We'll wait for extry rations if you treat us rational.
Don't mess about the cook-room slops, but prove it to our face
The Widow's Uniform is not the soldier-man's disgrace.
For it's Tommy this, an' Tommy that, an' "Chuck him out, the brute!"
But it's "Saviour of 'is country" when the guns begin to shoot;
An' it's Tommy this, an' Tommy that, an' anything you please;
An' Tommy ain't a bloomin' fool -- you bet that Tommy sees!
This should be HEADLINE news around the globe!!! This is the FIRST I've heard of it. An amazing story that deserves several FOLLOW UPs. Very frustrating, these Brits deserve no less.
Even if they had them, training in their use, and in countering those used by the enemy, is very unlikely. From all I've read, they can't shoot them worth a hoot, so bayonet training is even less likely. They seem to be best at firing them into the air, preferably one handed. :)
Especially considering the POS rifle they had to use. It's so short that it really does't make a very good "pig sticker", as is known to be even less reliable than the M-16.
Unfortunately, I couldn't find a picture with the bayonet attached. However I did find this article, from the Sept. 15, 2002 on-line version edition of the London Telegraph , poo-pooing the military utility of the bayonet in the modern era, which I've linked for your amusement.
It's great, every year at graduation (and at other times as well) the college where my wife is a professor, and where my daughters both graduated, they have piper's, in full regalia, lead in the procession, which starts with the regents, then the faculty, and finally the graduates, with those getting Master's degrees bringing up the rear. My daughter just got her MA from there last week. One of the piper was female (I think, at least in the past one has been) and one was rather dark complected for a Scot (but with a name suggestive of origins in a former Brit Colony which retains Brit military traditions), but there were three of them, most I've ever seen at the ceremony. It did tend to limit their repertoires to stuff that all three knew. Somehow they were all wearing the same tartan. The school is (more correctly was) affiliated with the Presbyterian Church, and thus the Scot connection.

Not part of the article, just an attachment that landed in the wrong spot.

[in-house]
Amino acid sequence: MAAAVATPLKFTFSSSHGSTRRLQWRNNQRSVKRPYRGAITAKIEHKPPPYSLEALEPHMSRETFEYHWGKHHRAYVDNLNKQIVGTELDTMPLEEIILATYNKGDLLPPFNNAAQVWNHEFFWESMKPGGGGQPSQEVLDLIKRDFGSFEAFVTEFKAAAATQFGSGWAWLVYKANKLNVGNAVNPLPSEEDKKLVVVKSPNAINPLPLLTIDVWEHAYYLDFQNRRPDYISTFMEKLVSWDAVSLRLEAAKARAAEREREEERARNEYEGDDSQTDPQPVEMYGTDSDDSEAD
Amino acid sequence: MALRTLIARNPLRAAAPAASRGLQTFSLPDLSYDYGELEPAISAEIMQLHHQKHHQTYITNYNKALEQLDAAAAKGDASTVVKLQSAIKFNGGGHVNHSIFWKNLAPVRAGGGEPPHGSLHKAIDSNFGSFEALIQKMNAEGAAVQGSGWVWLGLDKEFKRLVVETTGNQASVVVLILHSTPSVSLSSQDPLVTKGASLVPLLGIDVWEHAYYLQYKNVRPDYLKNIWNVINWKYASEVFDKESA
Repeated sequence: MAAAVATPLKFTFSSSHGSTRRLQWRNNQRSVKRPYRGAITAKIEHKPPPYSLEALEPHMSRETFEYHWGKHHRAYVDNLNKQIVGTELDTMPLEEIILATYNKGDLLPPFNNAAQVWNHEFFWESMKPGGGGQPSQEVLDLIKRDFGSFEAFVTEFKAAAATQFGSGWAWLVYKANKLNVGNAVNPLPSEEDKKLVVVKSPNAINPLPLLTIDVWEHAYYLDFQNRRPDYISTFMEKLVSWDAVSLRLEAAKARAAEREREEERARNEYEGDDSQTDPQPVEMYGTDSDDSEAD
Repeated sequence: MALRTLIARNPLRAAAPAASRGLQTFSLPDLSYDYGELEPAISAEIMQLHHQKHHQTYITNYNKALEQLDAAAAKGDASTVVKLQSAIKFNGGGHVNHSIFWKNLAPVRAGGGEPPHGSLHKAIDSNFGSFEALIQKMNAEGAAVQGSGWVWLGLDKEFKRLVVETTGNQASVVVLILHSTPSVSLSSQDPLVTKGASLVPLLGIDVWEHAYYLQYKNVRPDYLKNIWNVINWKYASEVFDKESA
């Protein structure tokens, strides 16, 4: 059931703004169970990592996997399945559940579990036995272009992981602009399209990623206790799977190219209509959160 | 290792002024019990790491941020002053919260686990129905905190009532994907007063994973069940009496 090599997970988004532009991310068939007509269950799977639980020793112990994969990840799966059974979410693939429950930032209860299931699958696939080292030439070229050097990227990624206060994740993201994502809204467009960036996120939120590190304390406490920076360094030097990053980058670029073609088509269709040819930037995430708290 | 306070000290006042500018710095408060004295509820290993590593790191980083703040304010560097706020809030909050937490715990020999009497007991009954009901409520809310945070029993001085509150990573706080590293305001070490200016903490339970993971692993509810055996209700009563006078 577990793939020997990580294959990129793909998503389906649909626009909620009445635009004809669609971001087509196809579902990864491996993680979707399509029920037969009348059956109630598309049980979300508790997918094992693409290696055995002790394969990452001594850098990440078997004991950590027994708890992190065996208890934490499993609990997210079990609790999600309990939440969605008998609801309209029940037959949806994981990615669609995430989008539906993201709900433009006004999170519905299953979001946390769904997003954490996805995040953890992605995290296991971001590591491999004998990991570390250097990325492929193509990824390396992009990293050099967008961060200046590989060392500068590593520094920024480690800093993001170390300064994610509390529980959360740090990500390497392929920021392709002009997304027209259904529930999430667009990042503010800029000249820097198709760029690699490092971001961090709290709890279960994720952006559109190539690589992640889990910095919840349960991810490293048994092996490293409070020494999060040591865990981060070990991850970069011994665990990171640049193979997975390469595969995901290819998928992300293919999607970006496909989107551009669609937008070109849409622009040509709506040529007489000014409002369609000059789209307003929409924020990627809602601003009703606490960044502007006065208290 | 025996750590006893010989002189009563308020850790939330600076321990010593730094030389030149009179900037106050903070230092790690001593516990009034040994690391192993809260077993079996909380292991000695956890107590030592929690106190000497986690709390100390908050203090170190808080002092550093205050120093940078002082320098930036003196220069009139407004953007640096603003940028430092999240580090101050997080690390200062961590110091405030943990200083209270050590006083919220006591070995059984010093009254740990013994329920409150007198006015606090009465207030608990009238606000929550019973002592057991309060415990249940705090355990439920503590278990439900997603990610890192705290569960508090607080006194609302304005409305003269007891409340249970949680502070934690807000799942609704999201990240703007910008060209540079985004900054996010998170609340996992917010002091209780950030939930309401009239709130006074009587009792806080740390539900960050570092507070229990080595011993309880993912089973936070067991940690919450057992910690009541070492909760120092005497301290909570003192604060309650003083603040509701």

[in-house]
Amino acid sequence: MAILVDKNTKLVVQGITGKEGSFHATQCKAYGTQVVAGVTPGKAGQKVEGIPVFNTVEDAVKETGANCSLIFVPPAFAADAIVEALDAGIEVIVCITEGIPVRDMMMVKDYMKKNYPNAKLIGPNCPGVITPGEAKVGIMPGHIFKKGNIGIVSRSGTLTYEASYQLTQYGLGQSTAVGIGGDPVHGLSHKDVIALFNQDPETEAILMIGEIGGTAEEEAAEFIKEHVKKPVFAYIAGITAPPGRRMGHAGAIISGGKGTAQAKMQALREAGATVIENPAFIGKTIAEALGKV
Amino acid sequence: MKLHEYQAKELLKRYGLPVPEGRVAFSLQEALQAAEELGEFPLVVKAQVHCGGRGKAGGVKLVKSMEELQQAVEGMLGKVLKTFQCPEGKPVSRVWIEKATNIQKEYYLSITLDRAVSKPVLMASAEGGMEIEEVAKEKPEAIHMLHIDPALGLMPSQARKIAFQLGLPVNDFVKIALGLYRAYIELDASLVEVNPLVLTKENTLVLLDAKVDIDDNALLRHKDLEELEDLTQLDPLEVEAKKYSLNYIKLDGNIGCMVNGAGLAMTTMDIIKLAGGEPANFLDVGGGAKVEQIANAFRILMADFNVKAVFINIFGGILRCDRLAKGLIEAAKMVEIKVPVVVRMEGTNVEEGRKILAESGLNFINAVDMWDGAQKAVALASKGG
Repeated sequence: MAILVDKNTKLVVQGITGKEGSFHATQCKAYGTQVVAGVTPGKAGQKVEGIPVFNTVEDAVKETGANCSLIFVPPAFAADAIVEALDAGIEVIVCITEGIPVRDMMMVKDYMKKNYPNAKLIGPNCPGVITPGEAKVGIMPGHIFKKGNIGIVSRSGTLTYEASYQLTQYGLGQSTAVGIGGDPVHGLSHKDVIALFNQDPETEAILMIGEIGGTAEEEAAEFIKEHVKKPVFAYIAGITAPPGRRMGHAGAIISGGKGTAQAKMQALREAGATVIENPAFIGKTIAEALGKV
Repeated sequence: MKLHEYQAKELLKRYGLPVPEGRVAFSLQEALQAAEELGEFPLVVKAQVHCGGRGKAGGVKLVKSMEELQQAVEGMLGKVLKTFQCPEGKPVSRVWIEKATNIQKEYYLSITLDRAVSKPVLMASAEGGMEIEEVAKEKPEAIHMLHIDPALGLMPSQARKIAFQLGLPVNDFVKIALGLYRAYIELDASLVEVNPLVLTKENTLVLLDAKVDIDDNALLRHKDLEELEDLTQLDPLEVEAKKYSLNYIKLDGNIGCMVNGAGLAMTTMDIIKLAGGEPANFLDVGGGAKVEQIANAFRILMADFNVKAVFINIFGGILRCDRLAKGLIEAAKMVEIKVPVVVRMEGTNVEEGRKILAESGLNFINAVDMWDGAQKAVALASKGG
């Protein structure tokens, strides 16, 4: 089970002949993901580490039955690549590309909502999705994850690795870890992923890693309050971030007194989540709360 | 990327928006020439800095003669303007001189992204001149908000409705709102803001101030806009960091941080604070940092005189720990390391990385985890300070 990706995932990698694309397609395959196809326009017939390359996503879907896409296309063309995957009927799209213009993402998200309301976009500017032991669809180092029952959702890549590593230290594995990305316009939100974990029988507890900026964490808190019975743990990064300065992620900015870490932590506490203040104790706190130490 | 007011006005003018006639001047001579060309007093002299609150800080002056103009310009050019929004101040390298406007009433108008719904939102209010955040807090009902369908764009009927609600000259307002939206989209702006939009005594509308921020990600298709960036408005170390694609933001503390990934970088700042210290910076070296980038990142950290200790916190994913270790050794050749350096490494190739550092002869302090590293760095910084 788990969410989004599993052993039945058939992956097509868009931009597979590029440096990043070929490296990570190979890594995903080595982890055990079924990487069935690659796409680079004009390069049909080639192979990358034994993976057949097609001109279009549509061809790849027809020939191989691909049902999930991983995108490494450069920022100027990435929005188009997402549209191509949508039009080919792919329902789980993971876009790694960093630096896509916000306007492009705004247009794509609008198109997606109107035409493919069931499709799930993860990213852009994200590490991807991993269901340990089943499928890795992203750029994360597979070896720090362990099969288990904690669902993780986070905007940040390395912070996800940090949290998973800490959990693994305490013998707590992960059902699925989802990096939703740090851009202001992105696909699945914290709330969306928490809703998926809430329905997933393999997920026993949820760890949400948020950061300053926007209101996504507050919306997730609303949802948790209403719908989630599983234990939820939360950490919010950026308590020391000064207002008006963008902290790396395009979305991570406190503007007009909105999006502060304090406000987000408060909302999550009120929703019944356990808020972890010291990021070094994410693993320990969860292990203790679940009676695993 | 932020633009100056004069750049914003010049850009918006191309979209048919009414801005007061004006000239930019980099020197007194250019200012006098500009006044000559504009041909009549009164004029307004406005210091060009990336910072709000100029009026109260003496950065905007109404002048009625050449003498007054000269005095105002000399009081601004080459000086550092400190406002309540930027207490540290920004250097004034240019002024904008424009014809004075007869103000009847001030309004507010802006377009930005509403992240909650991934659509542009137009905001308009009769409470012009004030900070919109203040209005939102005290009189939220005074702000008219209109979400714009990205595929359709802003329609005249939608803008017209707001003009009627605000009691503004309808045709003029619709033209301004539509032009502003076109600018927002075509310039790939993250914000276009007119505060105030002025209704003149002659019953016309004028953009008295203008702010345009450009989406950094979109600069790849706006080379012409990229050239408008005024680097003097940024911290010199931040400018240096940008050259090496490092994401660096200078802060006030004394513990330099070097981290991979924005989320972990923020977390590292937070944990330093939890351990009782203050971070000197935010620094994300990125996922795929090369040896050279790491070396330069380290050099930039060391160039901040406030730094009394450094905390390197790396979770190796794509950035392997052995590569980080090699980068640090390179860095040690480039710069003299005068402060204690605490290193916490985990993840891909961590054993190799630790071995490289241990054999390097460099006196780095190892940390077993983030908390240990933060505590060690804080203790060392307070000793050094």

You can indeed, right here.
Must be why the ChiComs mount them on their version of the AK (and the SKS for that matter, I just happen to have a pre-import ban Chinese "SKS", with the bayonet (Although I couldn't tell you just where the bayonet might be at the moment, unless I actually put it back on the rifle :) )
Last night, I just happened to turn on the movie ZULU, which had nothing to do with Iraq. Still I was drawn to the British effective use of the Bayonet. Back in WWII, I recall that item of issue then. It was also a real pig sticker, nothing like the one issued today in length.
This is the first time I've seen this story (and it's 3 days after the fact). Have either of you seen it published anywhere else?
Because its never . . ever a good idea to suggest to Scottish Highlander that he is English
well, I know it sure would have caused such a thing with THIS female!!!!!
Alkhin, of the Ferguson Clan
Wrong movie. Let's all watch "Zulu."
LOL! (But the text you're quoting is really from Leisler, whom I'll ping.)
Or as we used to say in Glasgow
"Come ahead ya f*****g b*****d"
A propos of nothing, BTW, I only a few years ago learned (through another family member's geological research) that I'm a MacBain of Scotland through my great-grandfather Bane of West Virginia. I hope that doesn't mean we have a feud to the death or something.